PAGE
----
Copyright 2002 American Medical Association. All Rights Reserved. Applicable FARS/DFARS Restrictions Apply to Government Use.2002American Medical AssociationThis is an open-access article distributed under the terms of the Creative Commons Attribution License, which permits unrestricted use, distribution, and reproduction in any medium, provided the original work is properly cited.
At its best, the patient-physician relationship is not simply a contract, but a covenant. Unlike a contract, the focus of a covenant is not on rigid duties and obligations, but on what the two parties can achieve together to optimize the patient's health. The physician's responsibility is to respond with commitment, empathy, and creativity, especially when the patient's health is at risk, as in the case of the 18-year-old female African patient.
In Covenant, Community, and the Common Good, Eric Mount builds on a Jewish philosophical tradition to describe the way a covenant relationship can accommodate the "vulnerable other."1 Like the groups that Mount discusses, the stranger, the fatherless, the poor, and the widow, this woman is vulnerable in that she may face considerable harm if left to confront her situation alone. Because this patient's experience of the world is so different from that of the physician, he or she may misperceive the patient's beliefs and attitudes. Due to this "otherness," her world is "accessible only to the extent that genuine dialogue occurs."
The difference between the cultures of the physician and the patient is a specific type of "otherness" that poses a considerable threat to communication. Many argue that applying Western concepts of feminism, sexuality, and human rights ignores the cultural values of the societies that participate in female genital mutilation (FGM). For example, Sudanese women may view infibulation as an "assertive, highly meaningful act that emphasizes female fertility by de-emphasizing female sexuality."2 However, it would be a mistake to assume that this patient supports the practice of FGM. There are wide variation in the beliefs of African women about this practice, and this patient's time in the United States may have further altered her perspective.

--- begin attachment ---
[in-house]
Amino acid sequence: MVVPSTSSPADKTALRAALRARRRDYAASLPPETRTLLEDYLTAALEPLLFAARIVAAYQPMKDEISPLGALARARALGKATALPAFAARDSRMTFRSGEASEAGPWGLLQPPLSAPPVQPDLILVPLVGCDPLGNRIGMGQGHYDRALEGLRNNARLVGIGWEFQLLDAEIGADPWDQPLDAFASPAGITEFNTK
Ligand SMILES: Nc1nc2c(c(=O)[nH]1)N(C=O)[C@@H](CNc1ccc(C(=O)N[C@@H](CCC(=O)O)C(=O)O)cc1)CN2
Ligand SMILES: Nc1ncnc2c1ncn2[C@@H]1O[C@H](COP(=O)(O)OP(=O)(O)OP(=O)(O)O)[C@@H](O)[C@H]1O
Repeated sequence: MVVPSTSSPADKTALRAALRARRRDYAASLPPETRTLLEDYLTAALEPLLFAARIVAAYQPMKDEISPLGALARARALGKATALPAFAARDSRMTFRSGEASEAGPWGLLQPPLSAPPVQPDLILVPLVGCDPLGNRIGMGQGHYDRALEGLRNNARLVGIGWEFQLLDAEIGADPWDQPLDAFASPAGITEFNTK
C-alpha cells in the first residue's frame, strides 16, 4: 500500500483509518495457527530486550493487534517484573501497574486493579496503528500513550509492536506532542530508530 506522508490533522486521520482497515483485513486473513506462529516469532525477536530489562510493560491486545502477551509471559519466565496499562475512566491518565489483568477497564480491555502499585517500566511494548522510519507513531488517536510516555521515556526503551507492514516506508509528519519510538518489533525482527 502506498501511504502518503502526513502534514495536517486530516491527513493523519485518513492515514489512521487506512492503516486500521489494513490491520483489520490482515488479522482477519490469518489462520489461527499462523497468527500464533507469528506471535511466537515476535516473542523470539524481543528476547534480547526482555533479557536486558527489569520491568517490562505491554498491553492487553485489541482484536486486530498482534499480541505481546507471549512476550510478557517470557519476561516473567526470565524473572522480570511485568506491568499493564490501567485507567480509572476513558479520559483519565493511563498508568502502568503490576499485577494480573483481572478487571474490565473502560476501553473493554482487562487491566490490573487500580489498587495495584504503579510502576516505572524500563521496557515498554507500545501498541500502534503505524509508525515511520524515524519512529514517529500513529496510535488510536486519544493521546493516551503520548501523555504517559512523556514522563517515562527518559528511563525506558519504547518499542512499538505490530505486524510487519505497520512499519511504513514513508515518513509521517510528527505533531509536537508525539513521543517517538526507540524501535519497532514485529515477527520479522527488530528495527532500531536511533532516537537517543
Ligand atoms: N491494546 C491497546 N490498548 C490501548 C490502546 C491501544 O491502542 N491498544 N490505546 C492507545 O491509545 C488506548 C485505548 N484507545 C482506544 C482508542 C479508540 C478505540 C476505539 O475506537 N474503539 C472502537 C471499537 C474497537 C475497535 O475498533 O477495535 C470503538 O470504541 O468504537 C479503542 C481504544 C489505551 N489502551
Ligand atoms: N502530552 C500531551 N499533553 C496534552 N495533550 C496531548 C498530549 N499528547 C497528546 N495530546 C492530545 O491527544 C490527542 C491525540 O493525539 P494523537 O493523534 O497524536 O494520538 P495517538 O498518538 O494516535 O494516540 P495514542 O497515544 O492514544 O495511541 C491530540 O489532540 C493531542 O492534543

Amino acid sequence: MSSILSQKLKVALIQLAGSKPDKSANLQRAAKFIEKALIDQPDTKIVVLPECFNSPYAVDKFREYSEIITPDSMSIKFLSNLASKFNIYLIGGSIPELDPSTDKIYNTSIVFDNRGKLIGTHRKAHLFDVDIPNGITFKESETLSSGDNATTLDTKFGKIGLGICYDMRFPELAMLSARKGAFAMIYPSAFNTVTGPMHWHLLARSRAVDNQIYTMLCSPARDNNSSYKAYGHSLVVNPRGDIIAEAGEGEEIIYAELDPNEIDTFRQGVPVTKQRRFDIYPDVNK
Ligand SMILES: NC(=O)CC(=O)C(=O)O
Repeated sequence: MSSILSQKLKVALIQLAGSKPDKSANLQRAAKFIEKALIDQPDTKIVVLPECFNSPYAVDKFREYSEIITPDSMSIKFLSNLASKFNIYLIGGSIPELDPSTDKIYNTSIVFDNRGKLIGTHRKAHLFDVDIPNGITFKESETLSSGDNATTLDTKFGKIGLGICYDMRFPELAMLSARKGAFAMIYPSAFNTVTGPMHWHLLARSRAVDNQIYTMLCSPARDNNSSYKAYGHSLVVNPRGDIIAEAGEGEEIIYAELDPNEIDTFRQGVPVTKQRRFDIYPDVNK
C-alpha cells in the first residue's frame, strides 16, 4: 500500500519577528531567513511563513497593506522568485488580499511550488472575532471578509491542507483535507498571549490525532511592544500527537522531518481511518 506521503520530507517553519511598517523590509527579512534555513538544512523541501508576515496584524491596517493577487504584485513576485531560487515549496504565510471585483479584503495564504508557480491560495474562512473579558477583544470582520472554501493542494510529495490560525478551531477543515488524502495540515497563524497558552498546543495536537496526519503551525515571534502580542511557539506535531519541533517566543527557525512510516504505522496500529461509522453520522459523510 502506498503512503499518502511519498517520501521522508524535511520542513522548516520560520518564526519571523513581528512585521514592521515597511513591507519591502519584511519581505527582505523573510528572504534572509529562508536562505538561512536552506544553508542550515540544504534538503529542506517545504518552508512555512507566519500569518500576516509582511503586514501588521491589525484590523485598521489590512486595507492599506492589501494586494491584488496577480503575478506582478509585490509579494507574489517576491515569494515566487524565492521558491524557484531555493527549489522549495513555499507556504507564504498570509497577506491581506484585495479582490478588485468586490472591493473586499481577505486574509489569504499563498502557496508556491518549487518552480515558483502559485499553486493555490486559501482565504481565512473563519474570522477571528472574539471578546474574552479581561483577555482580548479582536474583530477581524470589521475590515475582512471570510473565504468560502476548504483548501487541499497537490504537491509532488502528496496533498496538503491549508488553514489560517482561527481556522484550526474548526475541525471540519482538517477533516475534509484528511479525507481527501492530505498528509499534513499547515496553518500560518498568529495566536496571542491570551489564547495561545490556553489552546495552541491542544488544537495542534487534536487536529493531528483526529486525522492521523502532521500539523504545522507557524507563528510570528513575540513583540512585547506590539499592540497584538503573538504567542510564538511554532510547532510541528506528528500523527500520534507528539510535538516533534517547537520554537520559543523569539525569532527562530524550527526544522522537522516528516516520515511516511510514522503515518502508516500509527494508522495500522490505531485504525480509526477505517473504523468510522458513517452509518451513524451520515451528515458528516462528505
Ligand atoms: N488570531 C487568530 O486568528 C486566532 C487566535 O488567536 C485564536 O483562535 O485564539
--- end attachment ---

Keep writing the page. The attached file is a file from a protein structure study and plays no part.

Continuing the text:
The physician must engage in a dialogue with the patient to discover her perceptions of FGM within her own community. I will consider 2 opposing responses to the question "What are your own beliefs about female circumcision?" to illustrate issues that may arise.
Response 1: I don't want to have the surgery! Please help me get out of this situation! This is a call to action to the physician, who could respond by referring her to African groups that work to replace or eliminate FGM. One project in Kenya offers a "noncutting ritual event" as a replacement for coming of age ceremonies involving FGM. If similar programs exist in the patient's home country, they might be a viable option. Referral to such a group could provide the patient with support and may allow her to avoid infibulation altogether. This simple step would empower the patient and help her to reclaim her autonomy. However, the patient might reply that she will nonetheless be obligated to undergo FGM to avoid ostracism and to be eligible for marriage. If she experiences this obligation as a form of coercion, the physician could help the patient to explore options such as political asylum.3
Response 2: Female circumcision is a tradition of my people, and I will not stray from it. In this case, the physician must realize that beliefs or values considered irrational in one culture may be rational in another, and remember that patients have the right to make informed decisions about their health. Regardless of his or her personal views, the physician needs to provide impartial information about different types of FGM procedures and the risks associated with them. The physician must also consider the legal, professional, and personal consequences of performing FGM. Physicians performing this procedure in the United States might face prosecution, since FGM is considered to be a form of assault under federal and state laws.4,5
Simply refusing to perform FGM would do nothing to resolve the patient's dilemma. The special covenant relationship requires that the physician offer alternatives to the patient. For instance, the physician could help the patient investigate the availability of trained health professions who are willing to perform FGM under sterile conditions in her home country. Mandara6 discusses the results of interviews with 250 Nigerian physicians, 20% of whom supported the medicalization of FGM, suggesting that this patient may find a similar alternative once she returns home.
A dialogue between the patient and physician is the foundation of providing a satisfactory response to the patient's status as the vulnerable other. What begins as an ethical quandary can then serve to provide empowerment to the patient. In the end, the vulnerable other is made less vulnerable, and opportunity is found in her otherness.
Brothers K. Covenant and the Vulnerable Other. JAMA. 2002;288(9):1133. doi:10.1001/jama.288.9.1133-JMS0904-4-1